New Policy Makes It Easier for Community Eligibility Schools to Participate in E-Rate Program

PDF of this report (3 pp.)

By Zoë Neuberger and Becca Segal

August 6, 2014

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A new Federal Communications Commission (FCC) policy will make it easier for school districts adopting the Community Eligibility Provision — through which they can serve meals at no charge to all students — to apply for discounted telecommunications services and Internet access through the E-rate program.[1]  The new E-rate policy streamlines the discount calculation process for community eligibility schools so that they do not face any additional burdens relative to other schools.

The Community Eligibility Provision, a relatively new option within the federal school meal programs, eliminates school meal applications.  Schools are eligible to adopt the Community Eligibility Provision based on the share of their students who are low-income, as assessed by other programs.  Schools that adopt community eligibility must serve all meals at no charge.[2]  Community eligibility has been implemented a few states at a time over the past three years and is available nationwide for the 2014-2015 school year. 

Since community eligibility schools do not determine which individual children are eligible for free or reduced-price meals, the E-rate program has developed ways for them to calculate their E-rate discount level.  For school years 2011-2012 through 2014-2015, the FCC (which sets E-rate policy) directed community eligibility schools to continue using the share of students approved for free or reduced-price meals in the year prior to implementing community eligibility for purposes of determining their E-rate discount.[3]  Schools with 75 percent or more of their students approved for free or reduced-price meals receive a 90 percent discount; most schools that adopt community eligibility likely fall into this category.[4]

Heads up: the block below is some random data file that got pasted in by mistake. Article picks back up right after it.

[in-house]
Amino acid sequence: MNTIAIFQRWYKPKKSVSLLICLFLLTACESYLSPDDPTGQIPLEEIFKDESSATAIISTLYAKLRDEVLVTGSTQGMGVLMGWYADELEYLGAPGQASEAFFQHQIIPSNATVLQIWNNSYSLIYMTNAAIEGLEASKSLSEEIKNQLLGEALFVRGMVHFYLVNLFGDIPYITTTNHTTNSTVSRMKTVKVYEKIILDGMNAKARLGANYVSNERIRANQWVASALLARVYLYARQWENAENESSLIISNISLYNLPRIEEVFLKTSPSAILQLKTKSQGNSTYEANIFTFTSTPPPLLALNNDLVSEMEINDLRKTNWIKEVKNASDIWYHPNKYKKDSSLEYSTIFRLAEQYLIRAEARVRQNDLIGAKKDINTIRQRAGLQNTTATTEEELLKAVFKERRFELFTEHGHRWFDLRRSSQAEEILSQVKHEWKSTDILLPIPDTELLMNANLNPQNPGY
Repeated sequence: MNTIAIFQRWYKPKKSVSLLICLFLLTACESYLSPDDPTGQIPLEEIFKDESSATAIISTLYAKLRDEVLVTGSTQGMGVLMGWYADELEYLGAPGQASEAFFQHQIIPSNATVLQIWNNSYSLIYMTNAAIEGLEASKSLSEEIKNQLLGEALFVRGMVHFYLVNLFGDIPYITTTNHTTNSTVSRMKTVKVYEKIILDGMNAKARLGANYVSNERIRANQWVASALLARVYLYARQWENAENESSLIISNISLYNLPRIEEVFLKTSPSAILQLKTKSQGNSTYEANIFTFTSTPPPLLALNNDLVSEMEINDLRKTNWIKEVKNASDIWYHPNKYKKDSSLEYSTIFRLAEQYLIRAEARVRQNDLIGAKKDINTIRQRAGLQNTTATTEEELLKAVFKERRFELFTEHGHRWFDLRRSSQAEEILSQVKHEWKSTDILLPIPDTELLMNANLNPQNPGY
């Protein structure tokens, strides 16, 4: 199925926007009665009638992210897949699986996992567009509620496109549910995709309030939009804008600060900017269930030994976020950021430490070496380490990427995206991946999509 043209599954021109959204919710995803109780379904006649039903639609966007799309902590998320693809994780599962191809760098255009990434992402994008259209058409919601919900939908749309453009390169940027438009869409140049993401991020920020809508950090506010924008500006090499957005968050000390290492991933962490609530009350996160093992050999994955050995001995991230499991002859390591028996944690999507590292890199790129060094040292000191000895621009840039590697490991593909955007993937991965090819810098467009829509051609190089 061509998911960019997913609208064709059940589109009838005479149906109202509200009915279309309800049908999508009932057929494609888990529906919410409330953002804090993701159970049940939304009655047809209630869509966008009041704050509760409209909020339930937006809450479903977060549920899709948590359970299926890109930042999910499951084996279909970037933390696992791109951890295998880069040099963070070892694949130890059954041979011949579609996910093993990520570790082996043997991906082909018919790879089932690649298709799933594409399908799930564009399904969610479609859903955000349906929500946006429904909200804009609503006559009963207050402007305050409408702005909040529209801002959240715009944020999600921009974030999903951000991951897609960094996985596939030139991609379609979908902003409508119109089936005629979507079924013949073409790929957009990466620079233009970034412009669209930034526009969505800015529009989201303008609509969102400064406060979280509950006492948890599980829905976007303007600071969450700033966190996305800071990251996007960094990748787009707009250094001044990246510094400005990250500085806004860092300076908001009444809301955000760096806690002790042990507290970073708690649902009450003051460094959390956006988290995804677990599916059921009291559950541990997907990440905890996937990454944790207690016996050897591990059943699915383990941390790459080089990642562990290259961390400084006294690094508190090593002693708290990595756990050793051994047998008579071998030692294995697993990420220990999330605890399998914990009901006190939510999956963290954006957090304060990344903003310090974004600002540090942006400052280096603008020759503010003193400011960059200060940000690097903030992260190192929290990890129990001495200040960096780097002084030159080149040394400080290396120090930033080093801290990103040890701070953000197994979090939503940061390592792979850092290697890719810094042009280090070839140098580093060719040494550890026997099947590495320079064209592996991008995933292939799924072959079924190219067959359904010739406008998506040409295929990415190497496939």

The FCC on July 23 issued a new, permanent E-rate policy, which explains how community eligibility schools will calculate their E-rate discounts. The policy will take effect beginning in the 2015-2016 school year.[5]  It governs applications for E-rate funding that schools will submit in January 2015 and subsequent years.

Under the new policy, all school districts — whether they adopt community eligibility for all, some, or none of their schools — must determine their discount percentage for the district as a whole, rather than for each individual school (as under the previous policy).[6]  The district will add up all the students approved for free or reduced-price meals across all schools and divide that by the total student enrollment across the district.  The resulting percentage will determine the district’s E-rate discount rate.

Community eligibility schools will calculate the number of students considered approved for free or reduced-price meals using the data already available to them through the school meals program.  Specifically, they will determine the number of students who would qualify for free meals automatically even without community eligibility (because they have been identified as low income by another program, such as the Supplemental Nutrition Assistance Program, formerly known as food stamps, or are considered at risk of hunger) and multiply that by the community eligibility multiplier (currently 1.6).[7]  The result is the number of students considered approved for free or reduced-price meals.  The 1.6 multiplier reflects the fact that, for every ten students who would qualify for free meals automatically, roughly six more students come from families that would qualify for free or reduced-price school meals if they completed an application.

Once a community eligibility school calculates the number of students considered approved for free meals, the resulting number of students gets added to the students approved for free meals at other schools.  The total number of students approved for free meals across all schools in the district gets divided by the total number of students enrolled in the district.  The resulting percentage determines the district’s E-rate discount percentage. [8]